For those of you who have read my rib trimmin’ post, I have my follow up on what to do with all those meat scraps. We like to use everything we can here, so we turned these scraps into INCREDIBLE breakfast sausage. We ended up with several pounds of trimmings to repurpose. If you don’t have pork scraps, you can still make this recipe with a pork butt (aka Boston Butt or Pork Shoulder).
One of my favorite breakfast sausages is made by Bob Evans. All things considered, the ingredients aren’t horrible:
Pork, Ham Fresh, Pork Tenderloins, Water, Salt, Spice(s), Monosodium Glutamate
However, the treatment of the pigs and the use of MSG (monosodium glutamate) are highly controversial. The animals are frequently given feed that includes antibiotics that cause antibiotic resistant bacteria as well. To avoid all of this, we tried MSG-free breakfast sausages made with more humanely treated animals that were free from antibiotics. They tasted, well, off. None had the sagey goodness of Bob Evans. The motto in our house is if you want something, you make it. So, my husband did. We wanted wonderfully sagey, MSG-free breakfast sausage made from humanely raised animals that weren’t treated with hormones or antibiotics. He delivered.
My husband came across a great recipe from Alton Brown simply titled “Breakfast Sausage“. The recipe combines sage, rosemary and thyme. Alton adds brown sugar, nutmeg and a dash of heat with cayenne and red pepper flakes. The sausage is really amazing. We alter the recipe to suit to our taste, and the fact that we have nearly 6 pounds of pork trimmings from our ribs. If you decide to give this a go, you will never go back to store bought again, I promise.
As a bonus, we made 3 racks of ribs and converted the trimmings into 6 pounds of breakfast sausage, all for under $30. You can barely get 2 racks of ribs for that price. Quite amazing when you cut out the middleman and do things the old fashioned way!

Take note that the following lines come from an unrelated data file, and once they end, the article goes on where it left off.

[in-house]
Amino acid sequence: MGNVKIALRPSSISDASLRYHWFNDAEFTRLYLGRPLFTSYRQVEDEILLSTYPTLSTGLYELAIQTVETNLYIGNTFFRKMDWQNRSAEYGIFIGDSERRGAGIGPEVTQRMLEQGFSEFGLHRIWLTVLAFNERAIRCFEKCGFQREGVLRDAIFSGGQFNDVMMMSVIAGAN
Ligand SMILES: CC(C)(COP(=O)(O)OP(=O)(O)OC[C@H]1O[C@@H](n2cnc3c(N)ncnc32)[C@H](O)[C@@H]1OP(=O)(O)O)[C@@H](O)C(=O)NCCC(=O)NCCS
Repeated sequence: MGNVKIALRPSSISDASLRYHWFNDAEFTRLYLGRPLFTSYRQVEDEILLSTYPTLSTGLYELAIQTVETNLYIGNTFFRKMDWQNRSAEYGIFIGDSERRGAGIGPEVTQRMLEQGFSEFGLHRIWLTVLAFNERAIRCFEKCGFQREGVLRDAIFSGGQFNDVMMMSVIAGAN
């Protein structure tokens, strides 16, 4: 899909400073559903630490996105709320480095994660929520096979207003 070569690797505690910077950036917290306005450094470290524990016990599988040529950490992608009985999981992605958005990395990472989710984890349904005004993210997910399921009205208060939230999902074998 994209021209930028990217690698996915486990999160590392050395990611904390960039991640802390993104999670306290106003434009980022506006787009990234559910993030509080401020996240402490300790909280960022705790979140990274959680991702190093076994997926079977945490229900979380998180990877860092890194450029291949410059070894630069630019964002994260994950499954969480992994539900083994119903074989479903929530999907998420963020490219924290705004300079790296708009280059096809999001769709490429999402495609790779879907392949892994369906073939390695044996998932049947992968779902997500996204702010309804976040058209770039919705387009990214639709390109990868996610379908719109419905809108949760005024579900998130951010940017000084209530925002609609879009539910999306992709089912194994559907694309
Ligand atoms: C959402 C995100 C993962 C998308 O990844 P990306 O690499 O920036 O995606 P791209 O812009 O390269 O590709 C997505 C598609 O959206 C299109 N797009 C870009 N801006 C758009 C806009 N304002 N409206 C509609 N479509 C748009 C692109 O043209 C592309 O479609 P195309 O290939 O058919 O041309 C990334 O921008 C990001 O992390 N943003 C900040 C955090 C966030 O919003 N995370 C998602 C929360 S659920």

The special piece of equipment you will need is a grinder. We got a grinder attachment for our kitchenaid mixer. It does a fairly good job, if not overly taxed. Keep meat in small dice and not too frozen and usually the mixer can keep up.
The key to great sausage texture is keeping the meat cold. Alton recommends stirring all the ingredients together, then chilling for an hour, then grinding. We usually have “not quite thawed” pork that we stir the other ingredients into, then grind.
Sage Sausage (rib trimmings version)
6 pounds of rib trimmings
4 teaspoons kosher salt
1 tablespoon freshly ground black pepper
2 tablespoons finely chopped fresh sage leaves
2 tablespoons finely chopped fresh thyme leaves
1 1/2 teaspoons finely chopped fresh rosemary leaves
3 tablespoons light brown sugar
1 teaspoon fresh grated nutmeg
1 teaspoon cayenne pepper
Sage Breakfast Sausage (pork butt version)
2 pounds pork butt (2 1/2 pounds with bone), diced into 1/4-inch pieces
1/2 pound fat back, diced into 1/4-inch pieces
2 teaspoons kosher salt
1 1/2 teaspoons freshly ground black pepper
2 teaspoons finely chopped fresh sage leaves
2 teaspoons finely chopped fresh thyme leaves
1/2 teaspoon finely chopped fresh rosemary leaves
1 tablespoon light brown sugar
1/2 teaspoon fresh grated nutmeg
1/2 teaspoon cayenne pepper
Directions for both:
Thoroughly combine all the ingredients except the water in a large bowl and chill for at least an hour. The mixture should be very cold, almost frozen.
Grind the meat mixture and return to the bowl. Add enough water to make the mixture sticky, about 1/4 to 1/2 cup.
Form into patties. In a lightly greased fry pan over medium high heat, cook until completely done, about 15 minutes. Otherwise, wrap in wax paper and aluminum foil and freeze until ready to use.